How Does LDN Work?… “Harvard educated neurologist New York M.D., Dr. Bernard Bihari discovered that IN VERY LOW LEVELS the drug naltrexone raises endorphin levels and thus modulates or orchestrates the immune system” to relieve pain with no or very minimal side effects, as Julia Schopick explains in this 9-minute video at https://www.youtube.com/watch?v=gcihi0ogHJg
How Did Low Dose Naltrexone Come to be Used?
Jackie Young-Bihari tells the story of Low Dose Naltrexone (LDN) on behalf of her husband Dr Bernard Bihari, LDN pioneer and prescribing Doctor at https://youtu.be/hQk5wg3ilQg
Dr. Bernard Bihari, a man “ahead of his time” who believed in the good, old-fashioned scientific method without any preconceived notions developed LDN [Naltrexone in Low Doses] as an off label use [a use in addition to what a drug was made and approved for] of naltrexone… as he passed through his work with those with addiction (due to substance abuse) and A.I.D.S. [“AI” in “A.I.D.S.” after all stands for Autoimmune]. As he proceeded with his research (including both himself and his wife taking it), he came to understand that while Naltrexone in big pharma doses that were administered… surely did NOT heal OR even help the Immune systems of those with the A.I.D.S. diagnosis… However, naltrexone in LOW DOSES, could…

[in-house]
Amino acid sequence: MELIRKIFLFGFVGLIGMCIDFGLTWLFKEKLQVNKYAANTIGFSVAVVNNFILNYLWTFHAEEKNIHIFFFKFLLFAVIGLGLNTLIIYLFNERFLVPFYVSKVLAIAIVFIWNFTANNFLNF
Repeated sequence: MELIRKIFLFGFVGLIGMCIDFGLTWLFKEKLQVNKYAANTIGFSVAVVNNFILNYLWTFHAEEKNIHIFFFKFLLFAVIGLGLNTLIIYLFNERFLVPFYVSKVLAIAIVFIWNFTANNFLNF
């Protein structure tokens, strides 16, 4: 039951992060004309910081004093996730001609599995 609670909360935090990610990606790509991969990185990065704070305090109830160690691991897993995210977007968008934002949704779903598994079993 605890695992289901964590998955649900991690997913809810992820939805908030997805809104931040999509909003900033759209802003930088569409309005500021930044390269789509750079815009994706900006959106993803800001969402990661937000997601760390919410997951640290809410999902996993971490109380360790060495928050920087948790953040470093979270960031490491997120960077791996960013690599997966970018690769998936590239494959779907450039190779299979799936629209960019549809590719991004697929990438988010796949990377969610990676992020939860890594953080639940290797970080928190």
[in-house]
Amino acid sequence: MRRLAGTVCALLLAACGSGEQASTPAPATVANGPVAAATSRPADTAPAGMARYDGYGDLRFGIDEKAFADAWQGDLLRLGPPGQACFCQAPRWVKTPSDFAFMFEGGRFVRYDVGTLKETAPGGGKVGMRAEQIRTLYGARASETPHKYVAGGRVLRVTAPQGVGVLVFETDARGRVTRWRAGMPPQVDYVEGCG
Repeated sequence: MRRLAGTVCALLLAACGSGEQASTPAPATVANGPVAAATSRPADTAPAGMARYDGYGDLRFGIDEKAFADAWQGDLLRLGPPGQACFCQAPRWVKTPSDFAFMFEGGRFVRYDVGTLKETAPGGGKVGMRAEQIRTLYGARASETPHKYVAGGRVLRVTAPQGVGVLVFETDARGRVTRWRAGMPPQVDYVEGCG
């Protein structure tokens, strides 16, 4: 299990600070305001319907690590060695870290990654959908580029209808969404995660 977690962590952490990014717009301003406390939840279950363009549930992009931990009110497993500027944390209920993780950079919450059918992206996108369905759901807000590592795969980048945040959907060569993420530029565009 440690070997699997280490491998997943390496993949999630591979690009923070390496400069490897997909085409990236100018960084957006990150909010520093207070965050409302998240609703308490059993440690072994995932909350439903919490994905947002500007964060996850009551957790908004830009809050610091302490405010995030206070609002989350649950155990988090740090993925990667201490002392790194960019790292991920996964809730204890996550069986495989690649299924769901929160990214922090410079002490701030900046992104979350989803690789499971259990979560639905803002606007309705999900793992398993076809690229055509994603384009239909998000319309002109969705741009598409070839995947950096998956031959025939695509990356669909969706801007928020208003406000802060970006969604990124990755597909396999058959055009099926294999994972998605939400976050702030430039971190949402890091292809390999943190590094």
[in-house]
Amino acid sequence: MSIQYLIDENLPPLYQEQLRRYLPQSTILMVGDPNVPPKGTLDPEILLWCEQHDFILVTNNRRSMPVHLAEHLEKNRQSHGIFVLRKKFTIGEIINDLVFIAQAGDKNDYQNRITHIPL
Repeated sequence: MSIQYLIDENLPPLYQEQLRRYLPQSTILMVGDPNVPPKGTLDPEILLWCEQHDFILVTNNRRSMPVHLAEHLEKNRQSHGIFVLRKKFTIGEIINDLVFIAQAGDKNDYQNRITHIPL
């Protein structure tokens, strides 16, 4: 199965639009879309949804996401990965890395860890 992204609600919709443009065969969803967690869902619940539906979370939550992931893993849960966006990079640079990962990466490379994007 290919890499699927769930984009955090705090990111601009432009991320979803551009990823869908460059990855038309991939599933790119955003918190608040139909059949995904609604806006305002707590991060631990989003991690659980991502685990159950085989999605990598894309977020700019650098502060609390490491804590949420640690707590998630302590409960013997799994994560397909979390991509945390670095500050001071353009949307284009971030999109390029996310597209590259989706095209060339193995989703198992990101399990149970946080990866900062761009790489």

This article, “What Is the Cost of Low Dose Naltrexone [LDN]?” at https://www.compoundingcenter.com/cost-low-dose-naltrexone-ldn/ ~ states: “Feel free to share… with someone you know who suffers from an autoimmune disorder. Knowing that LDN is quite affordable could make the difference in their treatment,” and so I’m sharing from that article:
“LDN is a non-addictive drug that can be used to treat symptoms of inflammation, immune system problems, and pain caused by Lyme disease and other autoimmune disorders. It is available only by prescription and is custom made at a compounding pharmacy. Naltrexone [NOT low dose] is commercially manufactured in 50mg tablets, but [only] a compounding pharmacy is able to prepare low dose variations, which are needed for treating immune system disorders.”